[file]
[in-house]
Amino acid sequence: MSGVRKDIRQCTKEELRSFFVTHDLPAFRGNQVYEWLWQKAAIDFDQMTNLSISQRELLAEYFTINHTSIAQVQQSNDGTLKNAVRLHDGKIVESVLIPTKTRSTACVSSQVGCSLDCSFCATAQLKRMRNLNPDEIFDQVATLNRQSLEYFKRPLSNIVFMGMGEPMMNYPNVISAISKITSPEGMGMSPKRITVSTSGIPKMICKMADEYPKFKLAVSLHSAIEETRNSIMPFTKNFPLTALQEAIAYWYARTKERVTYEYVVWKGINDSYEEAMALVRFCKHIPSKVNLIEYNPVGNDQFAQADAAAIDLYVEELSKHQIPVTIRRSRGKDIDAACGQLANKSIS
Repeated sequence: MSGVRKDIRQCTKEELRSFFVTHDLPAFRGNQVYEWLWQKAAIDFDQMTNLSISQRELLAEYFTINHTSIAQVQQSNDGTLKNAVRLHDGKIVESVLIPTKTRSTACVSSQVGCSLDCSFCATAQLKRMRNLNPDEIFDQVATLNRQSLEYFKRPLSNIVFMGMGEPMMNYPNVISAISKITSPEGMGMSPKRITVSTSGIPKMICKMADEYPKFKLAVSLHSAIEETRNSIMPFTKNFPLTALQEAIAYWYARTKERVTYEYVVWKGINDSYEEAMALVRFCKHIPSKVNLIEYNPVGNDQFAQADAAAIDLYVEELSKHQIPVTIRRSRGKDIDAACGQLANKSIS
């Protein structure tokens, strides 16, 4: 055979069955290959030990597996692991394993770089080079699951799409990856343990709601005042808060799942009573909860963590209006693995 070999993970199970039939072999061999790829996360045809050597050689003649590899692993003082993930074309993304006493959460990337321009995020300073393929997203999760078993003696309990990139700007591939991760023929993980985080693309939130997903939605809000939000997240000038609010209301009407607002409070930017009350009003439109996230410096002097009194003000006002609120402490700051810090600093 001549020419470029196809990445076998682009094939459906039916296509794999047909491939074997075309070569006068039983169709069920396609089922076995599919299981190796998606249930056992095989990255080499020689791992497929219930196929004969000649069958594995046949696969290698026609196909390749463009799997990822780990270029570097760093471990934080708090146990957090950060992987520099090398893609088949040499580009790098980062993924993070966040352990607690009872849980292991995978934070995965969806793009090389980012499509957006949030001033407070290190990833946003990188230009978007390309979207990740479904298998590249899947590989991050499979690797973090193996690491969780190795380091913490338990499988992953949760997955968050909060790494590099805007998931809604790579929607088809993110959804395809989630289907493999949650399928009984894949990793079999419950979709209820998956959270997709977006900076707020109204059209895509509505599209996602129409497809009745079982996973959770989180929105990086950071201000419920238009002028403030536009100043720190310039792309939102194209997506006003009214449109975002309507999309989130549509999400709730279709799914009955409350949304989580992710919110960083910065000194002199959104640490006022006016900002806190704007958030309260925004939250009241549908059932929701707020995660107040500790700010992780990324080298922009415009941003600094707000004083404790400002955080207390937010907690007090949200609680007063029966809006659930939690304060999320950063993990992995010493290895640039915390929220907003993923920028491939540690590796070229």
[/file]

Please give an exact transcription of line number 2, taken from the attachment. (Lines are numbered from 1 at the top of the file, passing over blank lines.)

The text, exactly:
Amino acid sequence: MSGVRKDIRQCTKEELRSFFVTHDLPAFRGNQVYEWLWQKAAIDFDQMTNLSISQRELLAEYFTINHTSIAQVQQSNDGTLKNAVRLHDGKIVESVLIPTKTRSTACVSSQVGCSLDCSFCATAQLKRMRNLNPDEIFDQVATLNRQSLEYFKRPLSNIVFMGMGEPMMNYPNVISAISKITSPEGMGMSPKRITVSTSGIPKMICKMADEYPKFKLAVSLHSAIEETRNSIMPFTKNFPLTALQEAIAYWYARTKERVTYEYVVWKGINDSYEEAMALVRFCKHIPSKVNLIEYNPVGNDQFAQADAAAIDLYVEELSKHQIPVTIRRSRGKDIDAACGQLANKSIS